Burning methane gas is a relatively clean way of generating power compared to other fossil fuel options. But directly releasing methane gas into the atmosphere is a climate catastrophe. Methane packs far more greenhouse punch per unit than does the better known carbon dioxide. Thus, as Andrew Revkin and Clifford Kraus write in The New York Times plugging various kinds of leaks in our infrastructure for storing and transportation methane is a highly effective way of mitigating climate change. What’s interesting, as they also observe, is that in many cases this isn’t just cost-effective, it directly saves money. The cost of the leaks, in other words, is higher than the cost of plugging them.
In addition to illustrating the specific point, that kind of thing highlights the efficacy of so-called “complementary policies” alongside a hoped-for basic mechanism of putting a price on greenhouse gas pollution. In a kind of black box rational agent model, the price mechanism alone should provide all the incentive people need. In practice, agents with a limited amount of time and attention can often find themselves neglecting small problems with large cumulative impact. Methane leakage is a striking example, but home insulation is probably a more broadly applicable one. Normal people simply don’t take the time to do a cost-benefit analysis on investing in better-insulating their homes and the problem of attenuated attention to this issue gets even worse when you consider things like rental apartments and office space. Under the circumstances it makes a lot of sense to try to push the level of evaluation up to a more macro scale and then hand down new building codes and direct financial incentives for retrofitting. Over the long term, there’s no substitute for carbon pricing to create incentives for both efficiency, innovation, and investment in existing clean energy technology. But in the short-term, our best bet is almost certainly the efficiency-enhancing properties of these kind of complementary policies.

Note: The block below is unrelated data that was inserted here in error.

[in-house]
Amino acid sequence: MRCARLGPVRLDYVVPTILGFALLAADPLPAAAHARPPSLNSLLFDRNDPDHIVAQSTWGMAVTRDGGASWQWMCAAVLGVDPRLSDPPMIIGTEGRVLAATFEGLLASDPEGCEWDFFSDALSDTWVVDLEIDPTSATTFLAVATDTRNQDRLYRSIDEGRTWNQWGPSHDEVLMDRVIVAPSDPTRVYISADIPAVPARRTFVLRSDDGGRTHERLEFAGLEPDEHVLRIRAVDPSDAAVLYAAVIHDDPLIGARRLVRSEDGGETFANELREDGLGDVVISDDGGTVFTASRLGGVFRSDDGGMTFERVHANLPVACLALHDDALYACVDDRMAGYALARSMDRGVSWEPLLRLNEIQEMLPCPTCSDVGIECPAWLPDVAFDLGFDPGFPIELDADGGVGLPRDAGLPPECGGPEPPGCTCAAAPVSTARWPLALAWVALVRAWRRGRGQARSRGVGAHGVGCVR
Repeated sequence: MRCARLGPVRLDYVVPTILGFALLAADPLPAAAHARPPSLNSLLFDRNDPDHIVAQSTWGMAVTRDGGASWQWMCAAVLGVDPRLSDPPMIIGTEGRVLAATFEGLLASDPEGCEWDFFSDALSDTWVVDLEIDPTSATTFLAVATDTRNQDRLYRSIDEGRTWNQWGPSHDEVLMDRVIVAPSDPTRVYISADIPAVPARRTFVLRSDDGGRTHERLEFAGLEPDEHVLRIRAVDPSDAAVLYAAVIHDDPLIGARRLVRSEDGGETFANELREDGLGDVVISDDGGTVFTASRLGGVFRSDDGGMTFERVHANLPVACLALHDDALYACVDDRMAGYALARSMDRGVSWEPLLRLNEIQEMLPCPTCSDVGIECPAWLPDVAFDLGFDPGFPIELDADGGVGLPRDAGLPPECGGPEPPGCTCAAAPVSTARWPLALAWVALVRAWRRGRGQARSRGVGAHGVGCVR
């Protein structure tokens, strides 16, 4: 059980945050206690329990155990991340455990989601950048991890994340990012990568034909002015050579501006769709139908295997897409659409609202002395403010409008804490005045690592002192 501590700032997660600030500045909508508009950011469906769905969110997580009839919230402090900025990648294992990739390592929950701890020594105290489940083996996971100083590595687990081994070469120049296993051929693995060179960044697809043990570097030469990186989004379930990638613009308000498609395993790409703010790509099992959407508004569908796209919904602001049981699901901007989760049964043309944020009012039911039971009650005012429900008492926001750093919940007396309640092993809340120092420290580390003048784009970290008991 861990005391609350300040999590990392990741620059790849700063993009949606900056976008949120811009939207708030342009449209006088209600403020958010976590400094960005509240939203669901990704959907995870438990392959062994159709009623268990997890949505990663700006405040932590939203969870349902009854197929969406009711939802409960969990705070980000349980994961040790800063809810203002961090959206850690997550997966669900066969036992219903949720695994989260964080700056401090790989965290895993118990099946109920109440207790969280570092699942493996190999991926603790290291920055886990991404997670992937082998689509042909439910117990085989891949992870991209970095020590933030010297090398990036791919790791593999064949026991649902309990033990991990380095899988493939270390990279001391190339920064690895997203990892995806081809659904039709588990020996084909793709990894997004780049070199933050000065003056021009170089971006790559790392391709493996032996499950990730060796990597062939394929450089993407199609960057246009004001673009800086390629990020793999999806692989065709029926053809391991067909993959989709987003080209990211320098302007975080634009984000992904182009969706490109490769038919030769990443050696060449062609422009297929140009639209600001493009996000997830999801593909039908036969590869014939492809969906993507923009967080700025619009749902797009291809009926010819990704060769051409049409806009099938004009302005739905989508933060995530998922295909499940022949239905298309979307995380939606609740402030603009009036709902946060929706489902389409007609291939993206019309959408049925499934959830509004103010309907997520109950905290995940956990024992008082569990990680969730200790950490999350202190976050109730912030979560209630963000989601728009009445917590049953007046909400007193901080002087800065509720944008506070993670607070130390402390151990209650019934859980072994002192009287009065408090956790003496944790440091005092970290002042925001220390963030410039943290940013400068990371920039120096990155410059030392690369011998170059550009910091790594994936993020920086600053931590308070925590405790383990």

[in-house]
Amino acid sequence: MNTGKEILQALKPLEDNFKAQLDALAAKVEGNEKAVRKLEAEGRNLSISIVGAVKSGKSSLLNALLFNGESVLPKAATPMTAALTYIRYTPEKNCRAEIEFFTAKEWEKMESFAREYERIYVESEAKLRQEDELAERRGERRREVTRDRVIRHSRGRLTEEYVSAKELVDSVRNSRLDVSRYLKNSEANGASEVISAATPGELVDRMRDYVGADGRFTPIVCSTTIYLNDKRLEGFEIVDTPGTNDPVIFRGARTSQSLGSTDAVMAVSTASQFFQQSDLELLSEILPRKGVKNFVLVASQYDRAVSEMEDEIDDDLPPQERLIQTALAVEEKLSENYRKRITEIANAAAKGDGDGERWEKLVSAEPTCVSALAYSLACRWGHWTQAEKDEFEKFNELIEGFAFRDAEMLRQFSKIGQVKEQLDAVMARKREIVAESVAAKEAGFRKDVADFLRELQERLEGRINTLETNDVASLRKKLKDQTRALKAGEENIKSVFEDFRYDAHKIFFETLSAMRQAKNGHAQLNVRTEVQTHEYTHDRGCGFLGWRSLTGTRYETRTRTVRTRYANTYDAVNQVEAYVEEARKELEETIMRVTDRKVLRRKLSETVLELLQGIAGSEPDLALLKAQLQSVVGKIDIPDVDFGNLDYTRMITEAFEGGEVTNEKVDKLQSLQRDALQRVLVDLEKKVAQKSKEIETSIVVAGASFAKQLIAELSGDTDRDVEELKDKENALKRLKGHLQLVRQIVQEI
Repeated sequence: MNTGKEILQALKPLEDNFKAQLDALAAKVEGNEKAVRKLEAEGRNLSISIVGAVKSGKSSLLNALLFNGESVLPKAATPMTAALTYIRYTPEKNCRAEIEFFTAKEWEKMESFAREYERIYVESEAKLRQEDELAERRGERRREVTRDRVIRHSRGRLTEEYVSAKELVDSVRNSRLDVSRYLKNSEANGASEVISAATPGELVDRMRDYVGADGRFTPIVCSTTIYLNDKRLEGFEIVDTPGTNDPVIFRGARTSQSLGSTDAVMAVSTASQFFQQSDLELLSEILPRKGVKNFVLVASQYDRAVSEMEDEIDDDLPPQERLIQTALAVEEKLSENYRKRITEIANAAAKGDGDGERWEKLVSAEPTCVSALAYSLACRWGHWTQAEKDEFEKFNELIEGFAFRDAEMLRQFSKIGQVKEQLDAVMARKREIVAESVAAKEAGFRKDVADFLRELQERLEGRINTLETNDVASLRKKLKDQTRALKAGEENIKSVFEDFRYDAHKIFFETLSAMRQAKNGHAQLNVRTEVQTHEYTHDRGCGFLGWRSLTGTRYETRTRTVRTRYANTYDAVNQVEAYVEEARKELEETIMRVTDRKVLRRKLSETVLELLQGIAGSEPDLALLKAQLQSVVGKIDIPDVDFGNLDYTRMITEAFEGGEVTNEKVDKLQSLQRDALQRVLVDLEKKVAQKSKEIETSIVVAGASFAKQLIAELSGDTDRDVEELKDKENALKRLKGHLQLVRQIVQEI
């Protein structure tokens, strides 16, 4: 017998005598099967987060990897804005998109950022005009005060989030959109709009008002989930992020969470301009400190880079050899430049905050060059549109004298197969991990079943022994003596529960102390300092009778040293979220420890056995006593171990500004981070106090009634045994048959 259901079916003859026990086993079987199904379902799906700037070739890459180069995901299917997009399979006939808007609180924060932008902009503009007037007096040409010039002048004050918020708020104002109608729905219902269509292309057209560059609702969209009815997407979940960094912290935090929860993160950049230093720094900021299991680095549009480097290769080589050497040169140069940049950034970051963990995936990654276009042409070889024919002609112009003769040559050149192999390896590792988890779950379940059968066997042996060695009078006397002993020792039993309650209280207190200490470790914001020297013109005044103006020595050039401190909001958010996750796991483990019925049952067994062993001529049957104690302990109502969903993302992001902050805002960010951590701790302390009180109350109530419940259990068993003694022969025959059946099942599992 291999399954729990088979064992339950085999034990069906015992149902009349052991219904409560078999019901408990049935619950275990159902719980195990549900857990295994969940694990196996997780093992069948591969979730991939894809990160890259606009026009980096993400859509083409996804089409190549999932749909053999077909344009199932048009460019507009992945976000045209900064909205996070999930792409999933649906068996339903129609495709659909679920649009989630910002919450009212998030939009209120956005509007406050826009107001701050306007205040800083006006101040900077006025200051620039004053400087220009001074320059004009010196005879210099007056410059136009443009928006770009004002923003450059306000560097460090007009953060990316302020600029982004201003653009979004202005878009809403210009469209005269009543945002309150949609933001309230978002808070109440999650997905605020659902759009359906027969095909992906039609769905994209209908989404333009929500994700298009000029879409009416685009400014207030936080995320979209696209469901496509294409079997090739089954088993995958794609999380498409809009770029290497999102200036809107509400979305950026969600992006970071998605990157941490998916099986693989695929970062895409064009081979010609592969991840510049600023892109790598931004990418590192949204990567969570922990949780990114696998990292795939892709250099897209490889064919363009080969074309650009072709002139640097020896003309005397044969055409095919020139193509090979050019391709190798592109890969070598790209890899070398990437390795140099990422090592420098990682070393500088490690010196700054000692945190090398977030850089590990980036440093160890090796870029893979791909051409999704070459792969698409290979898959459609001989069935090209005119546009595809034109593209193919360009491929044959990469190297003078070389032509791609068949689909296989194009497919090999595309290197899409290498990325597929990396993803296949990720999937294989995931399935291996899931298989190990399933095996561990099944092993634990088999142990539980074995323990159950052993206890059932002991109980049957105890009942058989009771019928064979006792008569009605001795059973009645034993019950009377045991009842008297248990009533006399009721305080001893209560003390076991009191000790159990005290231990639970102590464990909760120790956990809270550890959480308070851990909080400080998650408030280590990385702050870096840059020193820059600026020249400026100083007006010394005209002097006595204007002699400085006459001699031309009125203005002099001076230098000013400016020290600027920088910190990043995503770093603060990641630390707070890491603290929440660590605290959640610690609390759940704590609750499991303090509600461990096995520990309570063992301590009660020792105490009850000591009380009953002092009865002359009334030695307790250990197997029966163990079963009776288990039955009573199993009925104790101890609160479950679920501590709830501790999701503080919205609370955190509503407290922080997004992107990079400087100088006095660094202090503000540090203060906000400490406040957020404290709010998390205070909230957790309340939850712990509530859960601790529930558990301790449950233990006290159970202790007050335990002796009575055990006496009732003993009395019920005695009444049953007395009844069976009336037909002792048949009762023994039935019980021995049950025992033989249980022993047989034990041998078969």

At any rate, today is Blog Action Day and the issue is climate change. Tell your friends! When people look back one or two hundred years from now on American politics in the early 21st century, they’re probably not going to care about the ups-and-downs of health care policy or derivatives regulatives. They are going to care about what we did or didn’t do to forestall an ecological catastrophe.